Clean Eaters Dilemma: Simplify & Save $$$ + Time
Most of my articles are written with the intention to educate current/future clients and general audiences seeking to understand how their body functions with nutrition and fitness. However, some of the articles will venture through some of my own personal experiences with nutrition evolution. They will include things I've learned along the way as I continue to grow in my knowledge and experience with nutrition therapy. To keep these personal memoirs in a separate series I am going to start them all off with the title, "Clean Eaters Dilemma: ", taking on a sort comedic approach because anyone that eats clean has already climbed the proverbial mountain of the countless unhealthy foods that make-up the Standard American Diet (SAD). However, these experiences can also serve to help anyone who is looking to make the transition to a healthier lifestyle easier too. With whatever may come from this new series, my hope is to help others get closer to a healthier more satisfying life.
How simplifying your fridge can help you save money and time...
Years before I started getting serious about being healthy, I would open my fridge and in seeing the many packaged processed foods think: "how does anyone have a fridge full of produce? What do people do with all those vegetables? How could they possibly cook enough meals to use all of the vegetables before they go bad? What a waste of money... wouldn't it just be easier and cheaper to have frozen veggies instead?"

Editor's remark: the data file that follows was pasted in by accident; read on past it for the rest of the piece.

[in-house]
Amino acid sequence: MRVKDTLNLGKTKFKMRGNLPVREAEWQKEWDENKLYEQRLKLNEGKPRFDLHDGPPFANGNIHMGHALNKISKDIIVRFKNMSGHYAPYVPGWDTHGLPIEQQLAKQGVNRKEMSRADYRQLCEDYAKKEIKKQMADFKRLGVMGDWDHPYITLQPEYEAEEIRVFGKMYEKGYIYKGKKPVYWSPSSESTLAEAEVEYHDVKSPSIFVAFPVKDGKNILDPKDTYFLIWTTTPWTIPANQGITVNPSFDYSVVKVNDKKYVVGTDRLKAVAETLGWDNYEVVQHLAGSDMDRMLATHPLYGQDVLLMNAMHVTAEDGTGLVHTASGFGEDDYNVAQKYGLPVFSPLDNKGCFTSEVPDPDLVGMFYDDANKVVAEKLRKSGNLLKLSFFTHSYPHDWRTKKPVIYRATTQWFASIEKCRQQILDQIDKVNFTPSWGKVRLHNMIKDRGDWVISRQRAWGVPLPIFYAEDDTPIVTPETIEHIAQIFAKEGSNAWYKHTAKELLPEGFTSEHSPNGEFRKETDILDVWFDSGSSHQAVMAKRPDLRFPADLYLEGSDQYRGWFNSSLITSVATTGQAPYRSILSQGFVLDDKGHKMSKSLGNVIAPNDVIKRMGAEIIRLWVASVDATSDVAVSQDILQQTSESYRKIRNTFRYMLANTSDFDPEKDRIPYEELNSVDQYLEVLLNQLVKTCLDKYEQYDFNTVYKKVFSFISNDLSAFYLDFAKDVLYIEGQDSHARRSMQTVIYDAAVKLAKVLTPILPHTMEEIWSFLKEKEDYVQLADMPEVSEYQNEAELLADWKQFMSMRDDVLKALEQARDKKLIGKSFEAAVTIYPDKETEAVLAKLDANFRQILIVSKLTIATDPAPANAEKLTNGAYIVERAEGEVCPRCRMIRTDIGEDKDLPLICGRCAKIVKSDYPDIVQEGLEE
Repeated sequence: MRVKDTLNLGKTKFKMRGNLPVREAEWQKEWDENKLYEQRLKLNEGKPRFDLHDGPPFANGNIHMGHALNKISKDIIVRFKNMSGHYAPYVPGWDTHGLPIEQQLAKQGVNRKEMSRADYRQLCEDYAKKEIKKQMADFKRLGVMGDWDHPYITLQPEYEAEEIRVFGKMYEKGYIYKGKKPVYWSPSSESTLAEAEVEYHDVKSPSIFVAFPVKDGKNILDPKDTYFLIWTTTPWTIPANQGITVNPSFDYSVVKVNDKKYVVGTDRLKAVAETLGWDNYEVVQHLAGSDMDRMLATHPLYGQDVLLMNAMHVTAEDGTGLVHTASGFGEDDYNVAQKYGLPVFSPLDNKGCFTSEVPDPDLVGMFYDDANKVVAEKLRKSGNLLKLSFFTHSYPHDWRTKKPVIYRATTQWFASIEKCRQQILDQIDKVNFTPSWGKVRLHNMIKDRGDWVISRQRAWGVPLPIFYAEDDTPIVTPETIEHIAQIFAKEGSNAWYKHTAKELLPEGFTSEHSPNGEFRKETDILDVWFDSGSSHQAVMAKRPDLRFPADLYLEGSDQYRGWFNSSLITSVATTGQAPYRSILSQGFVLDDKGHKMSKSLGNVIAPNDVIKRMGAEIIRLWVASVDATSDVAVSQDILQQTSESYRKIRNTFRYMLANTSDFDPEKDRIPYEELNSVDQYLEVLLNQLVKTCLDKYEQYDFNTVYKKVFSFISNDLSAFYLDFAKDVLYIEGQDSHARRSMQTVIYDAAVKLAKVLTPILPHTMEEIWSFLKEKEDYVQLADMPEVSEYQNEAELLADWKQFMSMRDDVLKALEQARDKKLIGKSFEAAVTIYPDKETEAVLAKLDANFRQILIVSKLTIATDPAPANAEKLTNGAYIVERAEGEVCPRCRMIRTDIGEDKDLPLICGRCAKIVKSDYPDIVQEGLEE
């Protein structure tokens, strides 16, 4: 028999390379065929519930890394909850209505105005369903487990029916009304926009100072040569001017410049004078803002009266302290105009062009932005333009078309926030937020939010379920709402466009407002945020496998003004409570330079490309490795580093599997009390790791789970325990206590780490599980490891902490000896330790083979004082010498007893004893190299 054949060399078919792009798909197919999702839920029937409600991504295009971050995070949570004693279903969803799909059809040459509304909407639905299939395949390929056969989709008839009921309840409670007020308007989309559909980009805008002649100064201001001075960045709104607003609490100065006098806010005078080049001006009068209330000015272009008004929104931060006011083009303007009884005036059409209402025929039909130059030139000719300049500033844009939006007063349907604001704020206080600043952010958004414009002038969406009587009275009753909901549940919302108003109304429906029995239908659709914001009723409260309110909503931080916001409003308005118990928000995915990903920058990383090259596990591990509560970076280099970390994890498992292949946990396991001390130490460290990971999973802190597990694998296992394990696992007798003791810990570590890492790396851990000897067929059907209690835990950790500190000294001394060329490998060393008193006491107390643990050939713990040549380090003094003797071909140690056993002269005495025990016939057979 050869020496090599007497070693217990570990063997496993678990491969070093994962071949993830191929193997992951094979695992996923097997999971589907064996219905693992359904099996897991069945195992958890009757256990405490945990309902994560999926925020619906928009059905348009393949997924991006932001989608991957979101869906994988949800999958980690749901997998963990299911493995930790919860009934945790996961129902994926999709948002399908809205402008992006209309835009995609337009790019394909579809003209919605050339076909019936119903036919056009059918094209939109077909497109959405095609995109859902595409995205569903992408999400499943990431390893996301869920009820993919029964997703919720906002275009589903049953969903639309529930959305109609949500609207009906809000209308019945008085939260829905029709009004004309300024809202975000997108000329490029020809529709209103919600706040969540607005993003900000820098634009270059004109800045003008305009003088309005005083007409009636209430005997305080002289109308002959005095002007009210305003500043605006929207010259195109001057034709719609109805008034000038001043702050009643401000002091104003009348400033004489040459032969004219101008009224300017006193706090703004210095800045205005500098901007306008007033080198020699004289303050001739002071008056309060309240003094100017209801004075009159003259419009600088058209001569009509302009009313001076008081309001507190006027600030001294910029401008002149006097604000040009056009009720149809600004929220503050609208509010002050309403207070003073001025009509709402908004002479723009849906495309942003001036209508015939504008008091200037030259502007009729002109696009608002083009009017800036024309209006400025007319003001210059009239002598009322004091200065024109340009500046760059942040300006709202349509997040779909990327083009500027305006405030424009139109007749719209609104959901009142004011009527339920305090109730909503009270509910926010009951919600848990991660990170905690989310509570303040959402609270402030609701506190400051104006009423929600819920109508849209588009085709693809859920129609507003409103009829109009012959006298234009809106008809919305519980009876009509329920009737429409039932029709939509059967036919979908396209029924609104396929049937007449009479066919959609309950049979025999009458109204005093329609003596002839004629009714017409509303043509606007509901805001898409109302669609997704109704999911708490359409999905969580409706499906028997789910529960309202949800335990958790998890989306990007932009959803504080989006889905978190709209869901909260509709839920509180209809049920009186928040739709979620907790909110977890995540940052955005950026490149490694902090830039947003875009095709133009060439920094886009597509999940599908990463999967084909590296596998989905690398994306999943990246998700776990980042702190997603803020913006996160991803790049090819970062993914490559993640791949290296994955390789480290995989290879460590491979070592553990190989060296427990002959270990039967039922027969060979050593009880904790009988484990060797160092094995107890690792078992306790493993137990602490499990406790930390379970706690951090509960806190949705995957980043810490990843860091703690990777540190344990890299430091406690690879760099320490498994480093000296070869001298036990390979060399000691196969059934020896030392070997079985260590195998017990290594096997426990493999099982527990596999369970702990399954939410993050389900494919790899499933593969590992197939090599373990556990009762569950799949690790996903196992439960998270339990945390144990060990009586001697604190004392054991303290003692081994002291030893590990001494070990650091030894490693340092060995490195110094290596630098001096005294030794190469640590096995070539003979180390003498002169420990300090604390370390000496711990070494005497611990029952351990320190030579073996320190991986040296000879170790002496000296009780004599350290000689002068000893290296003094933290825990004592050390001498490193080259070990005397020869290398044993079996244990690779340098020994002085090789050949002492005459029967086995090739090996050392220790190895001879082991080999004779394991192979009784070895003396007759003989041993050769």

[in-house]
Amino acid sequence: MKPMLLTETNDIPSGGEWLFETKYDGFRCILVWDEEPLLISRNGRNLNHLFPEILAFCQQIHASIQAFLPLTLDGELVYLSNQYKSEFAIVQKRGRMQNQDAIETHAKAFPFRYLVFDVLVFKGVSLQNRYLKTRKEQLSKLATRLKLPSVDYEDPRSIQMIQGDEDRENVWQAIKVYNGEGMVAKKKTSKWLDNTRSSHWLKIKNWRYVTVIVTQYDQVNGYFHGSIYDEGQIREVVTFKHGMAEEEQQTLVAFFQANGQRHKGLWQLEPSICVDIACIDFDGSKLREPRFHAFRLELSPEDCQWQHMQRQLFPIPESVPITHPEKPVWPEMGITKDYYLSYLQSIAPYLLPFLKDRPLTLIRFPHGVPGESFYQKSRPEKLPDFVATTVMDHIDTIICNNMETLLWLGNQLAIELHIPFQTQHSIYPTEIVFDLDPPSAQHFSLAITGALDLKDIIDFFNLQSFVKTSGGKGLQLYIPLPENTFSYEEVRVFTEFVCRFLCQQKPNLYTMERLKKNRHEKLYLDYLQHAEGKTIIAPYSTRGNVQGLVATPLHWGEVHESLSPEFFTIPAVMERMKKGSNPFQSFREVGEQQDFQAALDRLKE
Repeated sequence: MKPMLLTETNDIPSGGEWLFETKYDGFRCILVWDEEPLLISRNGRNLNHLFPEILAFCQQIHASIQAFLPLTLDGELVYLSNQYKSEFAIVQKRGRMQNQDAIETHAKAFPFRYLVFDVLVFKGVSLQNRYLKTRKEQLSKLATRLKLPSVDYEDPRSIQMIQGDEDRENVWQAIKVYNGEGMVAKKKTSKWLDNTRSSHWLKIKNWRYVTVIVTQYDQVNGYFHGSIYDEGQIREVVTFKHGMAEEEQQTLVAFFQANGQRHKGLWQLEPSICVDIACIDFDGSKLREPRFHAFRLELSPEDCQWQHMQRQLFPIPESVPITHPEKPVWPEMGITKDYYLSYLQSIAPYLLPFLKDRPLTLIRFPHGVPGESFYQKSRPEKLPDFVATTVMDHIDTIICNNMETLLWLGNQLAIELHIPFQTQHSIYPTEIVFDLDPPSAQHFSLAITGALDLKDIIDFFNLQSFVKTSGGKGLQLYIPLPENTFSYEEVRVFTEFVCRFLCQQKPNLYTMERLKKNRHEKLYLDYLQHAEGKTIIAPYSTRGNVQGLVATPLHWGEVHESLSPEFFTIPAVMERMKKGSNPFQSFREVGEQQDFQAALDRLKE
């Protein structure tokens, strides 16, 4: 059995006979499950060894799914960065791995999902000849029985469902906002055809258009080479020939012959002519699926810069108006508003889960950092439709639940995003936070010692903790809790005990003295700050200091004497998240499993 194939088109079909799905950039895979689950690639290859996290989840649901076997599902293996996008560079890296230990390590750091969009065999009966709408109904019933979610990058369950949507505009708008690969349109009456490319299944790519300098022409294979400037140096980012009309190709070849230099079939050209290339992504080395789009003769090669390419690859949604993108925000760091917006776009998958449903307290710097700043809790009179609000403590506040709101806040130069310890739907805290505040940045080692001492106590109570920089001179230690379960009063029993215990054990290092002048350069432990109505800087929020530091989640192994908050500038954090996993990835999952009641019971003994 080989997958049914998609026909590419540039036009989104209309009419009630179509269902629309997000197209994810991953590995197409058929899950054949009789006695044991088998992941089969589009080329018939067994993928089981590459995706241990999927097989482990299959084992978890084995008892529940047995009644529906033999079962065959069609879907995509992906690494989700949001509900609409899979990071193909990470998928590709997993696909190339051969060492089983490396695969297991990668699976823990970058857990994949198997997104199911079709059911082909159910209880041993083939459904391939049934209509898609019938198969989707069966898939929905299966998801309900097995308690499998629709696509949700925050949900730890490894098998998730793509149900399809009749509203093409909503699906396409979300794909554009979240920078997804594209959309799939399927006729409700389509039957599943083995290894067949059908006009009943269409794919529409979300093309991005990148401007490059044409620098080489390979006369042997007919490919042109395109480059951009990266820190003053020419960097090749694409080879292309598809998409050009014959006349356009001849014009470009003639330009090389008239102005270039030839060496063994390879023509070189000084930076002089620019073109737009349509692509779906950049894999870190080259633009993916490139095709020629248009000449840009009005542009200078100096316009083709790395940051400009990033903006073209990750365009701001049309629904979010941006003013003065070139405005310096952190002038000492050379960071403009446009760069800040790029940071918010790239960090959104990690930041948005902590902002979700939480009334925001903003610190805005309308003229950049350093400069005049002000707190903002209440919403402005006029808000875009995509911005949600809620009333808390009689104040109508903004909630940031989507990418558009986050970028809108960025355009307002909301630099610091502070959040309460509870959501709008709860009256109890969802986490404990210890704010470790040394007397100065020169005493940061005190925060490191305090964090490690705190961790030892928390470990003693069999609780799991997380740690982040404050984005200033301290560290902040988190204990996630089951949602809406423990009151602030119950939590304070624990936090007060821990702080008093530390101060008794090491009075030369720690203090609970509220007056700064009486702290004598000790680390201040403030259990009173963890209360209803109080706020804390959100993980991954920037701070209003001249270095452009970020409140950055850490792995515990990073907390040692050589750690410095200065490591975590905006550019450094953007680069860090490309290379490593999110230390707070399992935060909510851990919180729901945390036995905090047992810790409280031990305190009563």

Now, many years later I look in my fridge and think, "How could I have NOT had so many vegetables? I mean, what on earth did I eat???"
I only regret not having photos and journal entries documenting my entire transformation of what I thought was healthy then to what I know is healthy now. Fortunately, I don't need a time machine to reflect on these changes. I only need to travel to my local super market and walk past the produce section to the aisles of shelves containing more than 40,000 unique food items all claiming to be edible to understand what my dilemma was like. Grocery stores these days are confusing. So many products that claim to be healthy cause more problems then they solve and all the healthy food is sectioned off in it's own quarantined area. Organic produce HERE, Nutrition & Wellness foods HERE, and the bulk of the store is the filler...the (toxic) fat.
However, I'm not here (today) to discuss what's wrong with the majority of grocery stores or the SAD diet. I'm here to talk about how simplifying your healthy produce-filled fridge can save you time, money, and even your sanity.
For a while I have been looking for a good way to organize my fridge so that I could use up all that produce I now pack my fridge with. I've already gotten to the point where I shift my near-death produce to a spot in the fridge for immediate use, but I was still finding vegetables way past their expiration date each week. I love a clean fridge, but each week, after a trip to the farm or market, my fridge is back to being messy again. Broccoli pieces everywhere, herbs browning too quick, leafy greens wilting before their time, mushrooms shriveling up, and the list goes on...
I decided to go on a search for how to guides to organizing the fridge and no matter what video I saw they all looked pretty much the same. Processed meats and cheeses in a drawer, beef and poultry in the freezer, milks in the side, fruits and vegetables in the drawers, drinks lined in the shelves, condiments filling the doors, eggs removed from the carton, frozen meals in the freezer, prepared meals on the shelves, etc.